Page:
Flu ‘pre-season' means time to get ready

11:33 AM, Sep 06, 2018
Flu ‘pre-season' means time to get ready

Get your tissues ready.

This year’s influenza (aka flu) season lurks right around the corner. Everyone knows it’s coming, yet, not enough people prepare for what this year’s season may have in store.

Each year, starting in mid-fall, influenza affects anywhere between 5 percent and 20 percent of the U.S. population, according to CDC.gov. Nearly 200,000 people get admitted to the hospital for flu treatment and approximately 36,000 die as a result of the virus.

The flu not only causes disruption in the home, but also in the workplace. The National Institutes of Health estimates the annual economic burden for the flu at $87 billion due to hospitalizations, outpatient visits and millions of lost days of work.

So, what are you doing to get yourself and your family ready for the upcoming flu season? Read on for what you need to know about the flu.

What is the flu?

The flu is a contagious respiratory illness caused by the influenza virus.

Flu symptoms may include fever, body aches, chills, fatigue or weakness, and headaches. These symptoms are less frequently seen with a cold. The flu virus most often spreads via the small droplets a person with the flu makes when they cough, sneeze or talk. It can also be spread by touching a contaminated surface. It is most contagious in the first 3-4 days of a person being sick but can be spread as early as 1 day after infection and as late as 7 days after becoming ill.

Flu season occurs in fall and winter, with a peak usually from December through February. Unlike the common cold, the flu is often much more severe with symptoms that come on suddenly, not gradually. 

How back to school can also mean back to illnesses

Kids and educators being back in the classroom means more exposure to viruses and bacteria, with greater risk of getting sick or bringing germs home with them.

Getting vaccinated with the annual flu shot is the most effective way to protect against influenza and is highly recommended for everyone 6 months and older.

Teaching kids’ best practices when it comes to washing and sanitizing their hands, covering their nose and mouth to cough or sneeze, and eating well will help keep them (and the whole family) healthy this season. Make sure to frequently disinfect the supplies they bring to and from school, including pencil cases, books and binders, lunchboxes and any other washable surfaces.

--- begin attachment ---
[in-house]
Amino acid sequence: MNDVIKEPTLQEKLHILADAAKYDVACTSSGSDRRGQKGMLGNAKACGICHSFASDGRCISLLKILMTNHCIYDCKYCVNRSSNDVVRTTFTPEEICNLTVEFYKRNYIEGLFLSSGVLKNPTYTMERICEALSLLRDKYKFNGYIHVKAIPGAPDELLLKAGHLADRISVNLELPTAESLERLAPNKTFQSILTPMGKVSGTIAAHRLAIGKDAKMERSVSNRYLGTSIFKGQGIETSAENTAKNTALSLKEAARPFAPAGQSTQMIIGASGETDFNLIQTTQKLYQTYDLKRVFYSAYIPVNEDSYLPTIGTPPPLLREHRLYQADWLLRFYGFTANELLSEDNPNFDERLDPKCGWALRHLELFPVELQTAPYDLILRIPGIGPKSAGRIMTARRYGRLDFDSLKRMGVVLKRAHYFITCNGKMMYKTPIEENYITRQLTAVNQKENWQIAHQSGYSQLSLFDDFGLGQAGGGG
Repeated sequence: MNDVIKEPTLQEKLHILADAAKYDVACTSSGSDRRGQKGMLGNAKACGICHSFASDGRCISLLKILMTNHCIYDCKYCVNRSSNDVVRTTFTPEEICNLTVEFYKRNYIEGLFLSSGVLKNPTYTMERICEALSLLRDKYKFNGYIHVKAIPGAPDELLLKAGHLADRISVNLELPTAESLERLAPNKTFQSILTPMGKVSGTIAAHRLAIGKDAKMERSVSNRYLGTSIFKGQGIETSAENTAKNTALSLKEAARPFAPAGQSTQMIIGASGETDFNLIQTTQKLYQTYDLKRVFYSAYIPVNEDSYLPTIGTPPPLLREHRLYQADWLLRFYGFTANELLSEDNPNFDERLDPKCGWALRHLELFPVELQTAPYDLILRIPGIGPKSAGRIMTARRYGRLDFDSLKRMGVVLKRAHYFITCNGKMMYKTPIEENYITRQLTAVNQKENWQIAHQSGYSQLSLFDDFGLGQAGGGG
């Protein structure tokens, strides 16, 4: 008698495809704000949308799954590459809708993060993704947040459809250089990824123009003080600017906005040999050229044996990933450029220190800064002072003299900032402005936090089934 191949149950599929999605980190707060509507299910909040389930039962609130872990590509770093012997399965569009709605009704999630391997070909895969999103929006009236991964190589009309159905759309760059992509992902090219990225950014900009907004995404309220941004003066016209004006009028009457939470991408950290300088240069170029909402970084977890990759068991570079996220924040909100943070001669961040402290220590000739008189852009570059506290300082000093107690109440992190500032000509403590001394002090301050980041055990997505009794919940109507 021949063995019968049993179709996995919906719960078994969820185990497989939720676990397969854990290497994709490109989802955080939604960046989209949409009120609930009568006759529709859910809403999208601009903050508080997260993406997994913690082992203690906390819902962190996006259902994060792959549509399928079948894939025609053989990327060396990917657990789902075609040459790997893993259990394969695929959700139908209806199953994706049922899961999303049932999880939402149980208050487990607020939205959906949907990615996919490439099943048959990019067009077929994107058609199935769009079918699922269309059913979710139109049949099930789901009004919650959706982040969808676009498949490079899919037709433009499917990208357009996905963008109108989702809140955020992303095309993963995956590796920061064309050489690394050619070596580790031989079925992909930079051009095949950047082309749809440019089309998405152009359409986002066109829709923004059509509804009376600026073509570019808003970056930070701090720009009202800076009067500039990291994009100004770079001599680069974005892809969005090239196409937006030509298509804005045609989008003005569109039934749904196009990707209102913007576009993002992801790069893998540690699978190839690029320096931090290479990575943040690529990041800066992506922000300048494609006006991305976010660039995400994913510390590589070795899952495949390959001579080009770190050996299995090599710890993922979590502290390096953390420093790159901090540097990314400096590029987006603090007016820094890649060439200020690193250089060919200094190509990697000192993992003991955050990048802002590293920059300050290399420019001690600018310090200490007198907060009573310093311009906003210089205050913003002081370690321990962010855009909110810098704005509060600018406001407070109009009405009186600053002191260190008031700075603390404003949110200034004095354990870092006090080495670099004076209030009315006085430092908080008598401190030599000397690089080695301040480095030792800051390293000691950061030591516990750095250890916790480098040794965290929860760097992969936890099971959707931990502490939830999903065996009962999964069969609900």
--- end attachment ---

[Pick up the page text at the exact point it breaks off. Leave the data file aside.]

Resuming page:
How to stay healthy this fall

A general best practice to avoid spreading and contracting germs is to wash your hands regularly with soap and water, or to use hand sanitizer throughout the day.

Be careful not to touch your nose, mouth or eyes in case your hands have come in contact with a virus or any bad germ.

Avoid exposure to those who are sick, and when someone has symptoms, they should be sure to cover their nose and mouth whenever coughing or sneezing.

Keep the immune system strong by consuming an abundance of fruits, vegetables and water daily. If appropriate, take vitamins and other supplements to promote wellness.

Regularly disinfect commonly touched surfaces at home and at work, such as phones (including your cell phone), computer keyboards (don't forget the mouse!), doorknobs, faucet handles, remote controls, elevator buttons, refrigerator doors, toys, and surfaces in the car, such as the steering wheel.




Vaccine is still the best prevention

If the idea of being out of commission and sick as a dog doesn’t appeal to you, then get vaccinated. The most effective form of prevention is to get vaccinated prior to the peak season. Each year, the flu shot is formulated against the strains of flu virus that based on research are expected to be the most common. It is typically available beginning in October.

The CDC recommends that everyone 6 months and older be vaccinated. Certain people are at higher risk for complications from the flu and are especially encouraged to get the flu shot: children under 5, adults over 65, pregnant women, residents of nursing homes or long-term care facilities, and those with certain conditions like asthma, heart and lung diseases, or lower immunity.

Banner Health makes it easy to get a flu shot, with urgent care locations that allow you to reserve your spot online before heading in, helping make it as quick as possible so you can get on with your day.

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